“My life is a sermon inside a song. / I’ll sing it for you. Won’t take long”—so begins author Carole Boston Weatherford’s moving, rhyming narration of Charles Albert Tindley’s life, the man known as the father of gospel music.
Told from Tindley’s perspective, young readers learn he was born to an enslaved father and a free mother, sparing him a life of slavery. But Tindley’s life wasn’t easy. His mother died when he was 7 years old and he was hired out to farmers to work in the fields along with slaves. Despite the hardships he encountered, Tindley’s experience in the fields shaped his future as he listened to the slaves sing spirituals: “Spirituals, first Bible that I heard. / I yearned for more—to read the Word.”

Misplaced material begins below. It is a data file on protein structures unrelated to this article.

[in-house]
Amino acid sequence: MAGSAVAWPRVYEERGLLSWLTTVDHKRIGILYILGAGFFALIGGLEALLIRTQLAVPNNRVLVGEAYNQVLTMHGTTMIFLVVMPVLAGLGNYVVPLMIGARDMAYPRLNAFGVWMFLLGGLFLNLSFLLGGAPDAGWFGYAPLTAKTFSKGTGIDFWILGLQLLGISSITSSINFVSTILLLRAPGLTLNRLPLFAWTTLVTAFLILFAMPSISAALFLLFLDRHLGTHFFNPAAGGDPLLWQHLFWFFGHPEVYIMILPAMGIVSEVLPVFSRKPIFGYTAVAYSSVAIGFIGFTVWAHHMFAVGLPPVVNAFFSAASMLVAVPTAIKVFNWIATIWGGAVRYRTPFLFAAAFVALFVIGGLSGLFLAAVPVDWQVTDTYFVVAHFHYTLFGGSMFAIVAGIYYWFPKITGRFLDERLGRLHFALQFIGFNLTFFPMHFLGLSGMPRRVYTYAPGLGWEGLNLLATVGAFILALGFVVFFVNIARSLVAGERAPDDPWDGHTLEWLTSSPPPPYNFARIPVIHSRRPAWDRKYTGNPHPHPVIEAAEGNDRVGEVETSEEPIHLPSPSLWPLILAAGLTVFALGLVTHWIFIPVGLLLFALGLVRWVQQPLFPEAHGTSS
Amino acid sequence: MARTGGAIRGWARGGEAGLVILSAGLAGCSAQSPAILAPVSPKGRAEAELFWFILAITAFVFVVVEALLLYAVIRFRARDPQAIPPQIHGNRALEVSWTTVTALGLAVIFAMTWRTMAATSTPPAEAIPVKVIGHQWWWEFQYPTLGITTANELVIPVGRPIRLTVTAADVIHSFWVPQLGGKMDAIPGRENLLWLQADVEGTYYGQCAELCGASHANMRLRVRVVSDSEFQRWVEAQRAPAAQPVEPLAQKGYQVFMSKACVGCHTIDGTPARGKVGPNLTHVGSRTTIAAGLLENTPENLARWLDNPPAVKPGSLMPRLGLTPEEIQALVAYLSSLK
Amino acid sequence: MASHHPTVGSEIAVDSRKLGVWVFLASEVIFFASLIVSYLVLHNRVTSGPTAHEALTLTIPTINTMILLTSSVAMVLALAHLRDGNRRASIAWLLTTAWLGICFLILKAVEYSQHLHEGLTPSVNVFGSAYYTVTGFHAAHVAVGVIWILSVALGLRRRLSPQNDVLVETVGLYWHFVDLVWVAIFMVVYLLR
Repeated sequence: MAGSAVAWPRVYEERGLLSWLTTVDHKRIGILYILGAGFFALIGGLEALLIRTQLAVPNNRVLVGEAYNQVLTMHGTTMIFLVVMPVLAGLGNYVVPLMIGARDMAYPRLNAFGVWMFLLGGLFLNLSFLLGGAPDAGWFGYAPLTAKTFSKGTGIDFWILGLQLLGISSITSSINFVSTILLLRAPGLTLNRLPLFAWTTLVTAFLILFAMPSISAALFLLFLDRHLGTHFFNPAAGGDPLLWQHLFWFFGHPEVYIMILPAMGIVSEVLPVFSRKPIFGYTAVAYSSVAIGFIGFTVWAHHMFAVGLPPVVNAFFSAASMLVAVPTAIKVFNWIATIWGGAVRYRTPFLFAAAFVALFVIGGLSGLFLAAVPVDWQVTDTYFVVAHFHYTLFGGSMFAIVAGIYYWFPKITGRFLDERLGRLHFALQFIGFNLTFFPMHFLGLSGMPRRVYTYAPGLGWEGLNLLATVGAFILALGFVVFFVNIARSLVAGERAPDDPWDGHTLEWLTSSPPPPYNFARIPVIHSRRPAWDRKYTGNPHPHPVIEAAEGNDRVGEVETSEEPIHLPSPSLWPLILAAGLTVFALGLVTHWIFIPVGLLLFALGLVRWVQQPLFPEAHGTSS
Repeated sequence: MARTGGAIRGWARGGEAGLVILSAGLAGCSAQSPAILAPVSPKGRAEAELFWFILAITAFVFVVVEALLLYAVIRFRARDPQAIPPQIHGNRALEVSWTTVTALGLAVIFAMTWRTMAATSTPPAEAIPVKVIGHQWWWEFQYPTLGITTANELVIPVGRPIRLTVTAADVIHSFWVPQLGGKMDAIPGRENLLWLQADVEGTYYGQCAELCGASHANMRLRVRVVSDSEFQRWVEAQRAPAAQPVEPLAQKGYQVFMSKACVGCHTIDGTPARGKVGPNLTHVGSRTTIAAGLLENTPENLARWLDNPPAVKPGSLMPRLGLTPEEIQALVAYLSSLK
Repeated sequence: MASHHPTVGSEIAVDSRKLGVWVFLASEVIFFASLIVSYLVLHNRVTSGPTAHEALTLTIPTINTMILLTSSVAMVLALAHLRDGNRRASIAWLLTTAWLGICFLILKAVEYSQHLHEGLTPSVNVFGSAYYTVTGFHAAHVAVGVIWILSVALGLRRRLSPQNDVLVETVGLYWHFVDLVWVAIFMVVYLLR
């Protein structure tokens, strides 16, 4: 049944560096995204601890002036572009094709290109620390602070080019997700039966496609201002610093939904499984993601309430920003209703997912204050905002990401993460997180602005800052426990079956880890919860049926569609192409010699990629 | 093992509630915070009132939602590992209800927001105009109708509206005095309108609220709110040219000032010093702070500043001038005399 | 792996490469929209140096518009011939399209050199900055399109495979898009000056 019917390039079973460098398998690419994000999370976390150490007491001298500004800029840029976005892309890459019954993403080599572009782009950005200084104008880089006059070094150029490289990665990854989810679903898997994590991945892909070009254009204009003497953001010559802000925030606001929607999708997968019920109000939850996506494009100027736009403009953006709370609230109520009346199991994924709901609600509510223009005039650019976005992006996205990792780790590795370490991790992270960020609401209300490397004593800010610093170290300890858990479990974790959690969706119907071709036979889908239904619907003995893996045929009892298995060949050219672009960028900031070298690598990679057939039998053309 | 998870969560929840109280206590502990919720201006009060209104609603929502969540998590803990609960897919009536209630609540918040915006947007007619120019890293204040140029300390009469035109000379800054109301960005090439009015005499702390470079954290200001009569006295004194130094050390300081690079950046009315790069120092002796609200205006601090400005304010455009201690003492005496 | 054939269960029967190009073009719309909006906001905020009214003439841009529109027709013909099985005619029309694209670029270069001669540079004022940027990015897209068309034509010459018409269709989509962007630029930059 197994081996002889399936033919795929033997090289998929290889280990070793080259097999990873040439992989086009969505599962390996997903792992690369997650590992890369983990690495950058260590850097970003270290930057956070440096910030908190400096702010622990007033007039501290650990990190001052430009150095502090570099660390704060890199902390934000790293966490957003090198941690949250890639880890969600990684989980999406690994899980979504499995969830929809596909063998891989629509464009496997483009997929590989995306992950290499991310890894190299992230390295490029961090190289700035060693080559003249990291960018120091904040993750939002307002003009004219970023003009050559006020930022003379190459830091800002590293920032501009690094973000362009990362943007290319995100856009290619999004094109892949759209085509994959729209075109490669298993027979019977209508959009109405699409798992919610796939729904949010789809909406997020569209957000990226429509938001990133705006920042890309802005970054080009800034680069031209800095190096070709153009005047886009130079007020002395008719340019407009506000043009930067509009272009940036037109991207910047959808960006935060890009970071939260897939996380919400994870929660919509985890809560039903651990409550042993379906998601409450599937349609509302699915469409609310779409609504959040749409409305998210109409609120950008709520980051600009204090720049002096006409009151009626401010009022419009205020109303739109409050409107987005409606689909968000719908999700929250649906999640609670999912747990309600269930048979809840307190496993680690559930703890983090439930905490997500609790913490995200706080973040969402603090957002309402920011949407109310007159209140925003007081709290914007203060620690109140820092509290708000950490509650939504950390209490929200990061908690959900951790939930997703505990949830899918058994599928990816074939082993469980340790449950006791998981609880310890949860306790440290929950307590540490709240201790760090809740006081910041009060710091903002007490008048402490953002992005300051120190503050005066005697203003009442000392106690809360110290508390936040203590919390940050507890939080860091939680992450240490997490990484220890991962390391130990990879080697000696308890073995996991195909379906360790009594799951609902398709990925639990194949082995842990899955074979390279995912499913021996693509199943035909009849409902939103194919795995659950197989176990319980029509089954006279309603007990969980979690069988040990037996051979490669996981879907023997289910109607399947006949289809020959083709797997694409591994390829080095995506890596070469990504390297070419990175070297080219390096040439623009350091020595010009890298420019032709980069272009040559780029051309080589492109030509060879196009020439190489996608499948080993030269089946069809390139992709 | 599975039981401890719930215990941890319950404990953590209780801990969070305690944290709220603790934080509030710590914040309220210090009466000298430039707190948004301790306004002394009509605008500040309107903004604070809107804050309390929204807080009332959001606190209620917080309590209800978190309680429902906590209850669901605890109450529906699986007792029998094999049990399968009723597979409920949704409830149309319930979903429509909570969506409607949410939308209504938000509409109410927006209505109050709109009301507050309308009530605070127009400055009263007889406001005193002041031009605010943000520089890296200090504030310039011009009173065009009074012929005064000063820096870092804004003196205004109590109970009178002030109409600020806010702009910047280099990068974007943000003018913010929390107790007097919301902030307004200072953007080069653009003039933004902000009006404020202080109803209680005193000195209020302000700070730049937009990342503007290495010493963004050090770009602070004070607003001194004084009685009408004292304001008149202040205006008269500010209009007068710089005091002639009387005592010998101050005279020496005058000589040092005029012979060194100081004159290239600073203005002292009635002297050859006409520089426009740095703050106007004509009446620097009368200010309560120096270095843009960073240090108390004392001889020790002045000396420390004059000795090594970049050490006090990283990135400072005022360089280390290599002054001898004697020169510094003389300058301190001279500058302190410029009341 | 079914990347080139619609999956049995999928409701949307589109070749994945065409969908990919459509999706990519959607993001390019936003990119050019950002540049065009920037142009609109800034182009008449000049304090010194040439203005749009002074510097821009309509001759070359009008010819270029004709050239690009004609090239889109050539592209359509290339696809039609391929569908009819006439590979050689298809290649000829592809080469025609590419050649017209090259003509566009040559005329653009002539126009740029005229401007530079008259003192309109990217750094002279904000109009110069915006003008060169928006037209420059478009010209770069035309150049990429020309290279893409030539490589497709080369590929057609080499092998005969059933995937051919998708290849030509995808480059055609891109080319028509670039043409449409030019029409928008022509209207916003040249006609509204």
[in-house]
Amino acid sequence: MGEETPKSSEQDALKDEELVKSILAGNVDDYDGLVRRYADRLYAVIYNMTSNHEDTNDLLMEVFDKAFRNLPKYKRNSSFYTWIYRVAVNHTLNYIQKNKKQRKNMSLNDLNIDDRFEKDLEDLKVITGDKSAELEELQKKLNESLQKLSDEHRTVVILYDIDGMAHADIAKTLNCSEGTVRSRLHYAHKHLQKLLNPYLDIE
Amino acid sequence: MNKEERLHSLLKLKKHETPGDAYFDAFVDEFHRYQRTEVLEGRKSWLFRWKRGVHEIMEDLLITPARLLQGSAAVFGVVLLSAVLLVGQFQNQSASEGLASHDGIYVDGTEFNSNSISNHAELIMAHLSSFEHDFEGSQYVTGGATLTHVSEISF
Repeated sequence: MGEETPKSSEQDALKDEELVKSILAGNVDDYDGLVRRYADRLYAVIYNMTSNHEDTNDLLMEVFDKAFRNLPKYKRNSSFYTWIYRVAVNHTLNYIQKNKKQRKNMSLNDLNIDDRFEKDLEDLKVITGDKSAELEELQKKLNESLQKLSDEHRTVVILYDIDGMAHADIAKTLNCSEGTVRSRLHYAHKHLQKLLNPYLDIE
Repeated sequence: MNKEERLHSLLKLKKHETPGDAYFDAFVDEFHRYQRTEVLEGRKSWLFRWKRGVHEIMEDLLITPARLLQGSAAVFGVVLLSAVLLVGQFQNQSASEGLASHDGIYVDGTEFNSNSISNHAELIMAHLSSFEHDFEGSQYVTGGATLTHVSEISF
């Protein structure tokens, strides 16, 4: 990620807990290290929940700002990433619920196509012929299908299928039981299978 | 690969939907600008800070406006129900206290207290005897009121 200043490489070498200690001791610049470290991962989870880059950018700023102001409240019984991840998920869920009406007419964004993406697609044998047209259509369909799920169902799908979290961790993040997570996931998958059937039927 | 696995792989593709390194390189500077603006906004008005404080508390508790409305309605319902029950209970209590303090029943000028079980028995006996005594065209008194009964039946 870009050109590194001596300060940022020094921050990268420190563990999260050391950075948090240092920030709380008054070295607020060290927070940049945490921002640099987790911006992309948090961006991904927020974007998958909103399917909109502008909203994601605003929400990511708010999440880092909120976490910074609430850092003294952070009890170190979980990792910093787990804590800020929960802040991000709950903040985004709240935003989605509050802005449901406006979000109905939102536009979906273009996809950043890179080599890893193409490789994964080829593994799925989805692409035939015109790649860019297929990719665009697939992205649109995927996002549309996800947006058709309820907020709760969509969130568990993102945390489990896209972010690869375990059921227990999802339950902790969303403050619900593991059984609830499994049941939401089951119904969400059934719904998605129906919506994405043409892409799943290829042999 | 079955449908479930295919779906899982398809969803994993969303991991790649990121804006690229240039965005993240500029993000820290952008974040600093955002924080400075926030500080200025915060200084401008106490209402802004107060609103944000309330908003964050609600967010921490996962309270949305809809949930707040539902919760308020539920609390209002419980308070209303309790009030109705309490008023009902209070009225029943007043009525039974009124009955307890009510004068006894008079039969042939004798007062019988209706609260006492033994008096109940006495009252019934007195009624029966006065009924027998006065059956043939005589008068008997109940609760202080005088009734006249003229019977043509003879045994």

Tindley had no formal education, yet he taught himself to read by deciphering the words on the newsprint that papered the walls of his home. As he matured, Tindley “vowed to learn one thing each day, / Trusting God to lead my way.” God did lead Tindley as he studied for the ministry and became an ordained preacher. Tindley gave God the credit for his success as a preacher and for allowing him to learn the spirituals as a child, which informed the way he composed gospel music of his own.
Illustrator Bryan Collier’s detailed, superb watercolor and collage pictures complement this book’s God-glorifying text. (Atheneum Books for Young Readers)